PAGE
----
Tin Man is basically the story of the Wizard of Oz refracted through such postmodern reinterpretations of classic stories such The 10th Kingdom and Wicked and while it doesn’t measure up to either source material, it’s still a pretty good miniseries… at least up until the end.
Part of it is the casting, Zooey Deschanel makes a great wide eyed yet scrappy girl in a strange world and Alan Cummings is of course excellent as the Scarecrow, by turns dopey and comic and by turns melancholy and driven. Neil McDonough is an underrated actor, but turns in a good cowboy sheriff in Oz performance. Richard Dreyfuss has a minor role, yet commits to something that most actors would have phoned in, and delivers a performance that smacks of real physical strain. Kathleen Robertson as the wicked witch is the weakest part of the cast and that seriously weakens the miniseries, especially when you remember what a fantastic presence Dianne Weist was in the 10th Kingdom.
The one question about itself that Tin Man never answers is why it’s called Tin Man in the first place. Granted Neil McDonough’s Tin Man is probably the third or fourth most important character in the story, but it’s still Dorothy’s or D.G.’s movie. Not that it matters in the end. Tin Man walks the thin line between revisionism and rejuvenation with a version of Oz that has technology by way of Dark City or Dune and mixes and matches chunks of the classical Oz books by L. Frank Baum with ideas inspired by more modern day politics.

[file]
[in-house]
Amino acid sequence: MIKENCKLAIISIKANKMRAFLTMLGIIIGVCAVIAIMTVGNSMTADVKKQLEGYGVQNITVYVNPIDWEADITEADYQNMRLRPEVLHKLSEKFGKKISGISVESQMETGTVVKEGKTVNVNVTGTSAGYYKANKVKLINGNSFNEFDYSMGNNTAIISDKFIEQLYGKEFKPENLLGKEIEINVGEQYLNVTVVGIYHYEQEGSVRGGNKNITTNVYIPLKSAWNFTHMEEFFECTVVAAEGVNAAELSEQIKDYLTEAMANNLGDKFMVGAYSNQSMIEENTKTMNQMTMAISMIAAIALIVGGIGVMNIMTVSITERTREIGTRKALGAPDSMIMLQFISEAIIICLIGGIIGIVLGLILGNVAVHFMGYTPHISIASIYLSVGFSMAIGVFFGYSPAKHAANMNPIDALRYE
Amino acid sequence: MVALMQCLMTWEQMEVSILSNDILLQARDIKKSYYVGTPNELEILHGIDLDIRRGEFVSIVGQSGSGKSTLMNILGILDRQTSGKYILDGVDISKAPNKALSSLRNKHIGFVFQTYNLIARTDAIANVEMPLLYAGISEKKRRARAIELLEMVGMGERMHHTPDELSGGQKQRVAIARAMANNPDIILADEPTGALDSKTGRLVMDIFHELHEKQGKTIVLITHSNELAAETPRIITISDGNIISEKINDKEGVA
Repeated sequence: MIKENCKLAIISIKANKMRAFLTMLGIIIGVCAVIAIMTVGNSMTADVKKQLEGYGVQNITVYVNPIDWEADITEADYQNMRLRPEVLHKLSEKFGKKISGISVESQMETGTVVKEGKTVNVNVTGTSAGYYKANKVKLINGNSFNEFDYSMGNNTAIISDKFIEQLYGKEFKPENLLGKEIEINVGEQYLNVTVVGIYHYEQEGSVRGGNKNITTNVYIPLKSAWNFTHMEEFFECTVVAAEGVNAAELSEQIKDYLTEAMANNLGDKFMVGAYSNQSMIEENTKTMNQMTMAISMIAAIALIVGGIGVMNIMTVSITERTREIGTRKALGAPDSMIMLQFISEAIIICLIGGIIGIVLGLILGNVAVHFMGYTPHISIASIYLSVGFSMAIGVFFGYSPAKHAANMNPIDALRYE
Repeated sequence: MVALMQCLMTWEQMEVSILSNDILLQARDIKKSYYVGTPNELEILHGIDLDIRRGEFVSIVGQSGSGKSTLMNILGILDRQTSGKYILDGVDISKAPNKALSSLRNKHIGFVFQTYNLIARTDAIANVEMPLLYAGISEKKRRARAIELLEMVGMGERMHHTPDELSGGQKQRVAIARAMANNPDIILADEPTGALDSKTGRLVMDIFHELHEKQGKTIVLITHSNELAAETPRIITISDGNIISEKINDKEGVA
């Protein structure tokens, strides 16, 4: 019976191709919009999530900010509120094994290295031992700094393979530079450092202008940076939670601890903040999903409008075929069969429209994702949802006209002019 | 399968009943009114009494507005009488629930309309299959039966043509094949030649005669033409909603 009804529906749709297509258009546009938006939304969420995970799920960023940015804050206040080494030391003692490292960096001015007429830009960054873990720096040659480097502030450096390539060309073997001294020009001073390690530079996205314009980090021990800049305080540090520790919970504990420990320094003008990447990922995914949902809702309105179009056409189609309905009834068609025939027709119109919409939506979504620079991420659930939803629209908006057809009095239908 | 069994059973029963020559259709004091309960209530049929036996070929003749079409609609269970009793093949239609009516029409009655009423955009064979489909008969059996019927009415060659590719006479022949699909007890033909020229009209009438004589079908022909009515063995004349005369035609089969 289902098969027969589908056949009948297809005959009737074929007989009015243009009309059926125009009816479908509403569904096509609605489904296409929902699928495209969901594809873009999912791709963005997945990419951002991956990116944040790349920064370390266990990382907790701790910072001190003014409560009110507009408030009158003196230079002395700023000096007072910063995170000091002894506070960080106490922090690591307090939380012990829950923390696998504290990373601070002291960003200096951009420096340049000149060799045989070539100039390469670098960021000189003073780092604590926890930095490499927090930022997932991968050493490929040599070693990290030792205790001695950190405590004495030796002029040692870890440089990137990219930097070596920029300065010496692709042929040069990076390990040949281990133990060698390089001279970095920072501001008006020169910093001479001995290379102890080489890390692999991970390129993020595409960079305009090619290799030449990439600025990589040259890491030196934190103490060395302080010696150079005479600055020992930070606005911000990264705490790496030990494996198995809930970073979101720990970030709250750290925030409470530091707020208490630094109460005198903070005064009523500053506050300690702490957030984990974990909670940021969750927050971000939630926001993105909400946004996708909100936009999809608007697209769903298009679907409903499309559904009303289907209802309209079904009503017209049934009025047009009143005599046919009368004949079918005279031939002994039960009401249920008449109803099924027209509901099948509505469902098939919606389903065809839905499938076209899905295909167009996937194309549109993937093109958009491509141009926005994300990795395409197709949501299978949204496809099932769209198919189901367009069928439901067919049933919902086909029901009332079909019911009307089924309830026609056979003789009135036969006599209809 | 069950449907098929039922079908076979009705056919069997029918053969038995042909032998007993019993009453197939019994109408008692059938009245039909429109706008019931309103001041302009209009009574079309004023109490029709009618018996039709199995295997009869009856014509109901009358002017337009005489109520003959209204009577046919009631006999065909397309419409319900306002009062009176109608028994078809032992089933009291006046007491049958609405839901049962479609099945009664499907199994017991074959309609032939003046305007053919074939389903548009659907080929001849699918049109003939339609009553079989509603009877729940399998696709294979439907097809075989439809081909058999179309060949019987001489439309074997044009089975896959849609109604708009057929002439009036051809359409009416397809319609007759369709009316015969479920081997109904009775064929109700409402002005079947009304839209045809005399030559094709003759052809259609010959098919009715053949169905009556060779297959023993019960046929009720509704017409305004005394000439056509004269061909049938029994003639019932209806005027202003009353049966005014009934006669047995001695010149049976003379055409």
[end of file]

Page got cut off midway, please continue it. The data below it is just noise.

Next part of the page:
Tin Man is at its best as a story of exploration, of wandering the strange world of Oz. Its ending is predictable and made worse by being a completely bloodless ending to boot. Most heroic narratives understand that the journey is about sacrifice, Tin Man seems to understand this along the way and then chickens out with a final 5 minutes consisting of bad special effects and a cheesy Hugs All Around ending in which everyone lives happily ever after. Even L. Frank Baum mostly knew better than that.